Additionally problematic, is that the DSM-IV-TR offers a limited symptom list. According to the DSM, only a woman who meets the criteria for a Major Depressive Disorder and who is four weeks postpartum, meets the criteria for MDD with postpartum onset. Actually, women are at risk for PMADs anytime during their pregnancy and through the first postpartum year.
Why Identification and Treatment of PMADs is Important
PMADs can have serious consequences for mothers, infants, children and families regardless of socioeconomic status, race or ethnicity. Untreated PMADs increases the risk of preterm delivery, can interfere with the mother/infant attachment, and can result in social, emotional, and behavioral difficulties in children.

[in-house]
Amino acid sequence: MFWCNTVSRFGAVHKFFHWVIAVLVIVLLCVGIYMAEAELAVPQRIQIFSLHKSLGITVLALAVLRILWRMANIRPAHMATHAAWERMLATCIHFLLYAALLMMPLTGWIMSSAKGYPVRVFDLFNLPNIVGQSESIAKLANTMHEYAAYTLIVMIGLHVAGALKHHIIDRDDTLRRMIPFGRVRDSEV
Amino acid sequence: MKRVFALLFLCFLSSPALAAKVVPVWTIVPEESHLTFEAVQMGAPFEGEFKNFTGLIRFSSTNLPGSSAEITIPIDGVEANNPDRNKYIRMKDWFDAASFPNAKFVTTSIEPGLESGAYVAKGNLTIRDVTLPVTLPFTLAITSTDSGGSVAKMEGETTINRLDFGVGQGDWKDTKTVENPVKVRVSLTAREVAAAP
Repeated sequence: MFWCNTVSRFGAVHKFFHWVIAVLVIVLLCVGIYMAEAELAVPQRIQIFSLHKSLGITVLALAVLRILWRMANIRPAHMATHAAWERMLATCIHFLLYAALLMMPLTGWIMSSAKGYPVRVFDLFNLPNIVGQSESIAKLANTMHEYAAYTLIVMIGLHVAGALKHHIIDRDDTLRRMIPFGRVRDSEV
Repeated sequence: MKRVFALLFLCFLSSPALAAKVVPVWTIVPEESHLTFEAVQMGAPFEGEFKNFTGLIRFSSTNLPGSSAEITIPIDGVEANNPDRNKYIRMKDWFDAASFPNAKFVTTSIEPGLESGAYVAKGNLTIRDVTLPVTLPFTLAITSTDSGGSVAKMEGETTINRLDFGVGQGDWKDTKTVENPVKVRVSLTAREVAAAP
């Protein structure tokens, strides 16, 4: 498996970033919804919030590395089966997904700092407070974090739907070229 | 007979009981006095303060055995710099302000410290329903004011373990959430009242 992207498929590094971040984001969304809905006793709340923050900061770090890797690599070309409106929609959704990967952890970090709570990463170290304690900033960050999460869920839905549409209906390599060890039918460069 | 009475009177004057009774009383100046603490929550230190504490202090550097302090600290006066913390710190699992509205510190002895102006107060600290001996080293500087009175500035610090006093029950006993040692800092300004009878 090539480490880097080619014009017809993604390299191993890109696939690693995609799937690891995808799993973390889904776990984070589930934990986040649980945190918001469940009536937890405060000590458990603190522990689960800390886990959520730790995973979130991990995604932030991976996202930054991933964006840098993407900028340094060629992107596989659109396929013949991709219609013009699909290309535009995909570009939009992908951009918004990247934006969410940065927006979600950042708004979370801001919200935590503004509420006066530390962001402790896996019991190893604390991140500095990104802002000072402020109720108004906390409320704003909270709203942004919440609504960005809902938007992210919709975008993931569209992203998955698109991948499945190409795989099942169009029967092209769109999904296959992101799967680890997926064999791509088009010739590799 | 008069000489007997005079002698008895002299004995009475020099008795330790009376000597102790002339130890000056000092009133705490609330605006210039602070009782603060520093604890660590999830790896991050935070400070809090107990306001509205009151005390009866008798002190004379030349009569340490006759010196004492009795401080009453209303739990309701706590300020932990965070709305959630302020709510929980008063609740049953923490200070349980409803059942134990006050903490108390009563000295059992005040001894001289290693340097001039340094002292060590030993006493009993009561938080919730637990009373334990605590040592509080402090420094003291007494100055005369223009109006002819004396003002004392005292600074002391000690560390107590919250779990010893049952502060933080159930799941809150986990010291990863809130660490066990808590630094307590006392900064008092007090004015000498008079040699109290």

Although the causes of PMADs are not fully understood, they are generally considered to be due to a confluence of biological, social and psychiatric stressors. PMADs are not always preventable, but they are highly responsive to treatment. And while, some episodes of PMADs resolve on their own, others can become chronic affecting the quality of family life and significantly contributing to marital friction and divorce. With an improved level of understanding, screening and integrated physical and mental health care women and their families can benefit not only from preventative efforts but also from early intervention, which can dramatically improve the course, severity and outcome of PMADs when they occur.